University of Georgia researchers have developed a new technology that promises to dramatically increase the yield of ethanol from readily available non-food crops, including the waste from corn and sugarcane harvests, weeds such as bermudagrass, switchgrass and napiergrass and even garden waste.
The new technology features a fast, mild, acid-free pretreatment process that increases the amount of simple sugars released from inexpensive biomass for conversion to ethanol by at least 10 times.
Currently, woody biomass requires soaking under high pressure and temperatures in expensive, environmentally aggressive alkalis or acids before it is subjected to enzymes that digest it, producing simple sugars. The harsh pretreatment solutions must then be removed and disposed of.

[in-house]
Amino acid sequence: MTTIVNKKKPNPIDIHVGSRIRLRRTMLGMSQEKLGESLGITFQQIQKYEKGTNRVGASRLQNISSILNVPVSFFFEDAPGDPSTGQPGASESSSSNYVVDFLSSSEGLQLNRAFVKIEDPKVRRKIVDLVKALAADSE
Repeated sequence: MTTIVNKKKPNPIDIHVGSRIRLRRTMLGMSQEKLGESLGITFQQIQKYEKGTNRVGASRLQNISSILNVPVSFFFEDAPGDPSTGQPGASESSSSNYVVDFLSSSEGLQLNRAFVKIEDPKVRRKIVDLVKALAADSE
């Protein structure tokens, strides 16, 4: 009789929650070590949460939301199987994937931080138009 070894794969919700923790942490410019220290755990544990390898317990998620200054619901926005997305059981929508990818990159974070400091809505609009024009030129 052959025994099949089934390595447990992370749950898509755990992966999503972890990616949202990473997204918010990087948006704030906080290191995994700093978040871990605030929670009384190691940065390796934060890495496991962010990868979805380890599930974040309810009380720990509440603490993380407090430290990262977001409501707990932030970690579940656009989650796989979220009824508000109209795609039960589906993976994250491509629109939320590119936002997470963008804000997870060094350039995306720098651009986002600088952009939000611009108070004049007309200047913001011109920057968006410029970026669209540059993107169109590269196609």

The University of Georgia technology eliminates the expense of harsh pretreatment chemicals and their disposal. The technology is available for licensing from the University of Georgia Research Foundation.